NN: The reason is the competitive Egyptian prices. Rwanda is receptive of business; Egyptian traders have to know what Rwanda offers in order to introduce it to the Egyptian markets. The Egyptian products are not fully known in Rwanda such as furniture, carpets and linen. This is why, when I was in Rwanda, I published articles calling for having a cabinet minister or a state minister for investments in Africa.
WOE: Has Rwanda been reluctant to further ties with Egypt because of the political instability of the country during the 2011 Revolution?
NN: Political issues are always there, but the lack of enthusiasm towards Egypt started before 2011. The revolution wasn’t the reason behind slow development in the relations between countries. The main reason was the continuous disregard to African countries in the last few years preceding to 2011. Countries that came out of conflicts wanted Egypt to assist them financially but Egypt disregarded this, so they diverted their attention towards those who will help them building their countries.
WOE: How did your Excellency work to change this and further enhance relations between both countries?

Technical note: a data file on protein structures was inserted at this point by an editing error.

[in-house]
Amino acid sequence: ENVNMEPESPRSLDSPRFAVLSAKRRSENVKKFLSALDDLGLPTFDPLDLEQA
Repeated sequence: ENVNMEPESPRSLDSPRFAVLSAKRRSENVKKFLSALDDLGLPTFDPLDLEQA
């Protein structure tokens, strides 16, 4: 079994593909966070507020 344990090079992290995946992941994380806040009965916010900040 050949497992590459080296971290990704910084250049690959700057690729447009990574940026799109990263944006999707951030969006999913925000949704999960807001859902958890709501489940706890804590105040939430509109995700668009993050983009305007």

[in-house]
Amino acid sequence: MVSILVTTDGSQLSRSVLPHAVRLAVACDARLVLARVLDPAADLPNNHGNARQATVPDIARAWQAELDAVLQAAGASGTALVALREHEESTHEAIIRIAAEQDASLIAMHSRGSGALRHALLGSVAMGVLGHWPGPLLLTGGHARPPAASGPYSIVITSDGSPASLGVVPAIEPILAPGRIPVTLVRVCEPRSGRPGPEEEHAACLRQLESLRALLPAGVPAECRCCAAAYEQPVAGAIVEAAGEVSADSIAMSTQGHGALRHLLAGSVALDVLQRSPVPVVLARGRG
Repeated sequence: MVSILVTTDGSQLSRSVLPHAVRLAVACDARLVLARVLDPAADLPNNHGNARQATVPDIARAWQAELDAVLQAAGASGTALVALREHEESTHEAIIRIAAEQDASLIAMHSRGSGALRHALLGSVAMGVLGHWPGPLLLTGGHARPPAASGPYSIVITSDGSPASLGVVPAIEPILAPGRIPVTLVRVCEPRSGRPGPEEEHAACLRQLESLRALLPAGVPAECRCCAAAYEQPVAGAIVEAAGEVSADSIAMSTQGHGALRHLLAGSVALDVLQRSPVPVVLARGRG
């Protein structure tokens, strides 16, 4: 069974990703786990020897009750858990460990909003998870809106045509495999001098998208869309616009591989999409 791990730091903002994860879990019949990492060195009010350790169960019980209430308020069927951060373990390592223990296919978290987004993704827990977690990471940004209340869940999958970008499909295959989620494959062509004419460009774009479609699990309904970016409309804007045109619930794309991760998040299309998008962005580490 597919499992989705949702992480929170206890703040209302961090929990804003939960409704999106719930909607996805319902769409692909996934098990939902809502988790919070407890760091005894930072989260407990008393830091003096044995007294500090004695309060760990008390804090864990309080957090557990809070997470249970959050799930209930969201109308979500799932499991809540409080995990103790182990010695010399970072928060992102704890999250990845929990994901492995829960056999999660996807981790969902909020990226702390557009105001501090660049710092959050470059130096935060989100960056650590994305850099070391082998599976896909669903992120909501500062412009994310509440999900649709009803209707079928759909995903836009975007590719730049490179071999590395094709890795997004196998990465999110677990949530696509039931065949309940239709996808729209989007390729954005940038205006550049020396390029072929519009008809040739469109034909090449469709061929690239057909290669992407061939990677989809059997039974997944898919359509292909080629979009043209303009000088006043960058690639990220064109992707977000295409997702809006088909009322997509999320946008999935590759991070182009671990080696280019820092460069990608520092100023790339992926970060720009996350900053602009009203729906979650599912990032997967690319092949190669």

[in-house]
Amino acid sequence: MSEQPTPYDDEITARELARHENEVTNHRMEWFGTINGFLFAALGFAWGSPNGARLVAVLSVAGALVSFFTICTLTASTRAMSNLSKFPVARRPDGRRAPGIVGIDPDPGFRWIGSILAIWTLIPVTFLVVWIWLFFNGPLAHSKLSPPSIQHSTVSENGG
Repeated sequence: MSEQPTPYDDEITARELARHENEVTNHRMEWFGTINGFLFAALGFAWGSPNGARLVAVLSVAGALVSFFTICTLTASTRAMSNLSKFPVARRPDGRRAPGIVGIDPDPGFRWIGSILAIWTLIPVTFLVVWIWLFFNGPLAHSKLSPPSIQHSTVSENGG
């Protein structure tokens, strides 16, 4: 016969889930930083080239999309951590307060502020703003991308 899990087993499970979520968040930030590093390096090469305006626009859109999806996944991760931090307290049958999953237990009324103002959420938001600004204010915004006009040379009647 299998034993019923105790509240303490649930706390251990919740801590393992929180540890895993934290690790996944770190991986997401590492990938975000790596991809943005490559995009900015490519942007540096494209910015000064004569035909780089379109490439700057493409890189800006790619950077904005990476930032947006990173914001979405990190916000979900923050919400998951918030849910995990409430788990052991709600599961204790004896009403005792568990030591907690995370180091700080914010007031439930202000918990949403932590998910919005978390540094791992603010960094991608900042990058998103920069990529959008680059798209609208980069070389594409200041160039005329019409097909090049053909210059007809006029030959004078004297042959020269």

NN: As an ambassador, the first to assume that responsibility under the new government in Egypt, I managed to convince the government in Rwanda that Egypt under President Elsisi is seriously willing to cooperate with all African nations. Showing the willingness, by trying to attract Egyptian investors to Rwanda, increasing the visibility of both countries among their population and government proved successful. However, I believe the Ambassadors pave the way for the rest of the institutions and the private sector to work in order to ensure sustainability in the political relations.
WOE: As a female ambassador, what kind of challenges have you encountered in your career?
NN: That is always a tough question. Male chauvinism is the main challenge. We are still living in a culture where it is debatable whether women can do it or not. Condescending opinions of people around you because of gender is still a major issue.